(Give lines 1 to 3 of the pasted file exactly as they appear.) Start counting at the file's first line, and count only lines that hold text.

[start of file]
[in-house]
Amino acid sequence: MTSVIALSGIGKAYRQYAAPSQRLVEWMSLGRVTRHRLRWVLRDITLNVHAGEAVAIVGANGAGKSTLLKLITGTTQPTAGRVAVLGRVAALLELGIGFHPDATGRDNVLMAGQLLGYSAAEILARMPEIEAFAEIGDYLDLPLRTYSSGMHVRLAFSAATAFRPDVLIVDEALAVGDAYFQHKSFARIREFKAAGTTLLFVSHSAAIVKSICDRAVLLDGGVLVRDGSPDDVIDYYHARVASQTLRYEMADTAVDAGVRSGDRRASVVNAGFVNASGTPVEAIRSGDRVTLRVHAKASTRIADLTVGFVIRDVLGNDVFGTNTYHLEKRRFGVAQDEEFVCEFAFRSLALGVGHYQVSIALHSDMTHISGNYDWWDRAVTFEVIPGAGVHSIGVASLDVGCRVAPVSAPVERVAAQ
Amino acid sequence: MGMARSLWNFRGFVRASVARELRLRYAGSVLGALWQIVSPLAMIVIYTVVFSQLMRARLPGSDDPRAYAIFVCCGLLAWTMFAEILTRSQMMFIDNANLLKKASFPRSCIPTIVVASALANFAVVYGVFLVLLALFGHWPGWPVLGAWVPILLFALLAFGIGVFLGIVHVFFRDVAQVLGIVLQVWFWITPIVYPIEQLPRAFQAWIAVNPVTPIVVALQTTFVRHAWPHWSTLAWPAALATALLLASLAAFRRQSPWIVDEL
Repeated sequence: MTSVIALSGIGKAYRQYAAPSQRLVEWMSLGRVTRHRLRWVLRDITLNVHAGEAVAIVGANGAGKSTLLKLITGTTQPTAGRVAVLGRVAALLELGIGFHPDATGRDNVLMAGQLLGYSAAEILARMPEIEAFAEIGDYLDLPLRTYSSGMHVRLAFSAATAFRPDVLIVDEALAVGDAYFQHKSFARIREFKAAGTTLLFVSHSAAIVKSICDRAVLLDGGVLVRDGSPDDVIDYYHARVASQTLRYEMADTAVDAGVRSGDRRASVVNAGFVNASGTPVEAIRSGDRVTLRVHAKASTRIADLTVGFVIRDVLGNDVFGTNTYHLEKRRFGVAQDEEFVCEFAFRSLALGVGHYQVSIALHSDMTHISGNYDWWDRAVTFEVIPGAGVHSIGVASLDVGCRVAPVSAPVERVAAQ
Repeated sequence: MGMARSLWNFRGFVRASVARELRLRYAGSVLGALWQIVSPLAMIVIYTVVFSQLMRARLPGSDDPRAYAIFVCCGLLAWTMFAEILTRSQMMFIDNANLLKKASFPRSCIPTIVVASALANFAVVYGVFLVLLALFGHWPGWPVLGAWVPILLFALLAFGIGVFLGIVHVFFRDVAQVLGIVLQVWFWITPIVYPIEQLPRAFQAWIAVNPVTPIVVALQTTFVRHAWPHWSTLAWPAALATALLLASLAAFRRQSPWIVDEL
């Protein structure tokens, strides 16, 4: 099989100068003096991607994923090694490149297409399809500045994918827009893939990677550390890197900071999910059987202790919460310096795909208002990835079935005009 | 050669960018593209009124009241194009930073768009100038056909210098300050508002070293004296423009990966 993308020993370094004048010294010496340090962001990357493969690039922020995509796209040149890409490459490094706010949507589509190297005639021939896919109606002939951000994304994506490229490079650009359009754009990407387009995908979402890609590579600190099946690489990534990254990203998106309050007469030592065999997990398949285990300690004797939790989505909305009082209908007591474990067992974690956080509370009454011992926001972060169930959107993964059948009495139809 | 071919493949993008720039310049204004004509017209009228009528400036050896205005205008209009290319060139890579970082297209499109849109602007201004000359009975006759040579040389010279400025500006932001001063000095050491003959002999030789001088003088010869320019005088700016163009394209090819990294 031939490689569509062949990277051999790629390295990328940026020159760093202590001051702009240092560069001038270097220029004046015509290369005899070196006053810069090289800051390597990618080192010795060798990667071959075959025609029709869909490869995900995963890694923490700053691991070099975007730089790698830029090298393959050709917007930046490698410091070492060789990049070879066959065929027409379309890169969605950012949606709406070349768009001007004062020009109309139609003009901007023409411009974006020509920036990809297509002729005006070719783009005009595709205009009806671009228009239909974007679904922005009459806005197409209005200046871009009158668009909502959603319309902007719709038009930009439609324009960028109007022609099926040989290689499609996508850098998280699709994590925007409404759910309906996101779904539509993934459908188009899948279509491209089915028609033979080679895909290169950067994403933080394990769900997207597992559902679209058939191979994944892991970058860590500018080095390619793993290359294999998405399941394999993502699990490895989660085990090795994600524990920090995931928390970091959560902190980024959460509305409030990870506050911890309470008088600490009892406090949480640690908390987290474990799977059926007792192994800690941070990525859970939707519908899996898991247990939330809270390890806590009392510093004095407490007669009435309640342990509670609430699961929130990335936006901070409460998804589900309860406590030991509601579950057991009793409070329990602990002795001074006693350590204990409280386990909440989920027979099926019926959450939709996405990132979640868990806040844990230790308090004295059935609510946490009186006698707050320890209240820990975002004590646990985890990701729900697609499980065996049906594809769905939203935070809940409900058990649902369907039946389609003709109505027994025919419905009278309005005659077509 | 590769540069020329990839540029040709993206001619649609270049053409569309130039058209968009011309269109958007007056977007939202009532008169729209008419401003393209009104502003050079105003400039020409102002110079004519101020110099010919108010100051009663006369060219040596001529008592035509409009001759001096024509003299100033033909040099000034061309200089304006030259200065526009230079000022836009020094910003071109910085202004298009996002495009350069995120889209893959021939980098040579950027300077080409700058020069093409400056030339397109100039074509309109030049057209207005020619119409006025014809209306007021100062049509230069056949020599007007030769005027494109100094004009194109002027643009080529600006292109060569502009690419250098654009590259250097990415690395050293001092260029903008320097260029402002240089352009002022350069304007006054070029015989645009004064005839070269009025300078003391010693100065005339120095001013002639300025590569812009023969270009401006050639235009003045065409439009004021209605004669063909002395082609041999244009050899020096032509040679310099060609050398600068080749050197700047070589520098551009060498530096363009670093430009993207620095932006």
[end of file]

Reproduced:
[in-house]
Amino acid sequence: MTSVIALSGIGKAYRQYAAPSQRLVEWMSLGRVTRHRLRWVLRDITLNVHAGEAVAIVGANGAGKSTLLKLITGTTQPTAGRVAVLGRVAALLELGIGFHPDATGRDNVLMAGQLLGYSAAEILARMPEIEAFAEIGDYLDLPLRTYSSGMHVRLAFSAATAFRPDVLIVDEALAVGDAYFQHKSFARIREFKAAGTTLLFVSHSAAIVKSICDRAVLLDGGVLVRDGSPDDVIDYYHARVASQTLRYEMADTAVDAGVRSGDRRASVVNAGFVNASGTPVEAIRSGDRVTLRVHAKASTRIADLTVGFVIRDVLGNDVFGTNTYHLEKRRFGVAQDEEFVCEFAFRSLALGVGHYQVSIALHSDMTHISGNYDWWDRAVTFEVIPGAGVHSIGVASLDVGCRVAPVSAPVERVAAQ
Amino acid sequence: MGMARSLWNFRGFVRASVARELRLRYAGSVLGALWQIVSPLAMIVIYTVVFSQLMRARLPGSDDPRAYAIFVCCGLLAWTMFAEILTRSQMMFIDNANLLKKASFPRSCIPTIVVASALANFAVVYGVFLVLLALFGHWPGWPVLGAWVPILLFALLAFGIGVFLGIVHVFFRDVAQVLGIVLQVWFWITPIVYPIEQLPRAFQAWIAVNPVTPIVVALQTTFVRHAWPHWSTLAWPAALATALLLASLAAFRRQSPWIVDEL